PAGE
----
ARBITRATION: – A Boon or Bane

ARBITRATION: – A Boon or Bane


Arbitration is an effective alternative dispute resolution to resolve disputes outside the Court. There is no jury or judge, rather, just an Arbitrator who listen both the parties and decides the matter by pronouncing Arbitration Award. Arbitration Law in India is governed by the Arbitration and Conciliation Act 1996. In this, the parties by mutual consent choose arbitration route rather than approaching Court of law to resolve their disputes. The reason behind the evolution of arbitration is to minimize the burden from the Court of law and provide speedy remedy to the parties.



Any commercial matter if it relates to a contract can be referred to Arbitration. However certain matters viz., matrimonial matters, criminal proceedings, insolvency matters anti-competition are not referred to arbitration. Generally, matters covered by statutory reliefs through statutory tribunals would be non-arbitrable. Similarly, matters involving criminal question or questions of public interest cannot be resolved by Arbitration.



Arbitration is preferred over traditional litigation due to the following reasons:-

  • Minimal intervention or role of Court: One of the foremost features of the Act is that the role of the Court has been minimized. It is provided that any matter before a judicial authority containing an arbitration agreement shall be referred to arbitration. However, it provides for specific situations where courts can intervene in the arbitration proceeding, which includes:-
  • appointment of an arbitrator (when both the parties does not agree for a common Arbitrator);
  • termination of the mandate of an arbitrator or the panel,
  • appeals against the orders passed by arbitrator;
  • Expertise: The parties have the freedom to choose any person, regardless of any qualification, as the Arbitrator. But it is expected that the parties chose a person who possess requisite expertise to deal with the matter.
  • Privacy: The arbitration hearings are generally held in the private and hence the proceedings are always kept confidential.

Some Other benefits of Arbitration are:-

  1. Arbitrator is appointed through the consent of parties.
  2. Arbitration hearings are confidential and private.
  3. The procedures can be simplified according to the circumstances, without going into legal technicalities.
  4. Hearings are arranged at times and place to suit the parties.



  • Lack of Judicial Skill: The parties has to rely on the personal skill/ experience of the Arbitrator, rather than a Judicial Judge. At times, evidence are taken without following the proper process of law and thus adversely affecting the final decision.
  • Lack of transparency: Arbitration hearings are generally held in private rather than in an open courtroom, and decisions are usually not publicly accessible. However, this lack of transparency makes the process more likely to be tainted or biased, which is especially troublesome because arbitration decisions are so infrequently reviewed/reversed by the Courts.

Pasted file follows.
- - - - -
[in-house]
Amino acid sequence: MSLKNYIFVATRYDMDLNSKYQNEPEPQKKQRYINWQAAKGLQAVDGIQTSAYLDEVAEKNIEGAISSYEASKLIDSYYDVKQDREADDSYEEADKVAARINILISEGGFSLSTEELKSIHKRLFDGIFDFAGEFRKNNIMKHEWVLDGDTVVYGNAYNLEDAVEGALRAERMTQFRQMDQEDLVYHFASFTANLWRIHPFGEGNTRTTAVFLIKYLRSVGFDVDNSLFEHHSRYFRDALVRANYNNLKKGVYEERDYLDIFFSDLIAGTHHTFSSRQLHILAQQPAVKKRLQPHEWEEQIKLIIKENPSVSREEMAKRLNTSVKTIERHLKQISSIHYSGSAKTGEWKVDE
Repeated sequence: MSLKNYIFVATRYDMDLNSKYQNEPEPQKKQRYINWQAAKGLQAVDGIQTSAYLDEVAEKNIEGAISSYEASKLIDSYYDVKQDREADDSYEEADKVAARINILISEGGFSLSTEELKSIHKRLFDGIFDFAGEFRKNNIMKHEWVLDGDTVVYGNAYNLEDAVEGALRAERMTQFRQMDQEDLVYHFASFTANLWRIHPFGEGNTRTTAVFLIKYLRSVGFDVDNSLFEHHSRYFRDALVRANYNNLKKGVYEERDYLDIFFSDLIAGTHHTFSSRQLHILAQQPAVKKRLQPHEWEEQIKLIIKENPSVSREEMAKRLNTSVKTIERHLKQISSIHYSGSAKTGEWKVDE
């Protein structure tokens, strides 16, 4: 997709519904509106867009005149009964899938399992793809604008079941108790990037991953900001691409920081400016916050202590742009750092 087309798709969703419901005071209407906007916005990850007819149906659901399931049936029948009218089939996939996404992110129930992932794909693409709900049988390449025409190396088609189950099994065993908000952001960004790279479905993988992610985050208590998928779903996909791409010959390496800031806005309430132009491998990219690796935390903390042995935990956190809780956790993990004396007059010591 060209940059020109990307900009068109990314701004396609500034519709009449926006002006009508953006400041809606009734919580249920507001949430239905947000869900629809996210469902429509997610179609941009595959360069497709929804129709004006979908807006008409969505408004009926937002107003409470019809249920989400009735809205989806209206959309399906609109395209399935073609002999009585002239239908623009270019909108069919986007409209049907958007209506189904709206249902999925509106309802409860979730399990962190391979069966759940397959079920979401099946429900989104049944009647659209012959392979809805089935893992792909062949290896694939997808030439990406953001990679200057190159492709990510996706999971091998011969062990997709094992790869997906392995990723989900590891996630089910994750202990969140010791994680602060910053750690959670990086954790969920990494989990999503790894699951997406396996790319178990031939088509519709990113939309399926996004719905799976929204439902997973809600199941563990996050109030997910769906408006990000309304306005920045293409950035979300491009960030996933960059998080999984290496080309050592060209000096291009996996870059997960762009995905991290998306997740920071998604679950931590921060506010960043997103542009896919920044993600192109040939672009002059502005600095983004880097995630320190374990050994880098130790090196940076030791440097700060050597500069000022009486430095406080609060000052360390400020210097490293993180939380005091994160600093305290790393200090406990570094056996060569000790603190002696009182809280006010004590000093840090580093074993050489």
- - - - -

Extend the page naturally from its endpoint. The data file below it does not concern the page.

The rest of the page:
The procedure for appointment of Arbitrator(s) is provided under Section 11 of the Arbitration and conciliation Act 1996. A person of any nationality may be an arbitrator, unless otherwise agreed by the parties. The aforesaid section also deals with the contingency wherein the parties fail to appoint an arbitrator mutually. In such a situation, the appointment shall be made, upon request of a party, by the Supreme Court or any person or institution designated by such Court, in the case of an International Commercial arbitration or by High Court or any person or institution designated by such Court, in case of a domestic arbitration. 



Section 24 of the Arbitration and conciliation Act 1996 discusses the manner in which arbitral proceedings are to be conducted. In the absence of any prior agreement between the parties relating to this matter, the arbitral tribunal has the power to decide whether the proceedings shall be held orally or on the basis of documents and other materials.



Section 34 of the Arbitration Act, sets out the grounds on which the Court may set aside an Arbitral Award:

  1. a party to the arbitration was under some incapacity;
  2. the arbitration agreement was not valid under the law in force;
  3. the applicant party was not given proper notice of the appointment of an arbitrator or of the arbitration proceedings, or was otherwise unable to present his case;
  4. the composition of the tribunal or the procedure followed was different from that agreed by the parties or against the law;
  5. the subject matter of the dispute was incapable of resolution or settlement by arbitration under law for the time being in force; or
  6. the award conflicts with the public policy of India.



A common person is afraid of approaching Court of law because he does not understand the legal technicalities and also not sure as to how long it is going to take to get the justice. Arbitration is an answer to them because Arbitration Tribunal is not bound to follow the strict legal technicalities and the justice is delivered at your doorstep within minimum possible time. But the choice of the Arbitrator is crucial. He should be an independent personal, having requisite experience with judicial mind, who is acceptable to both the parties.

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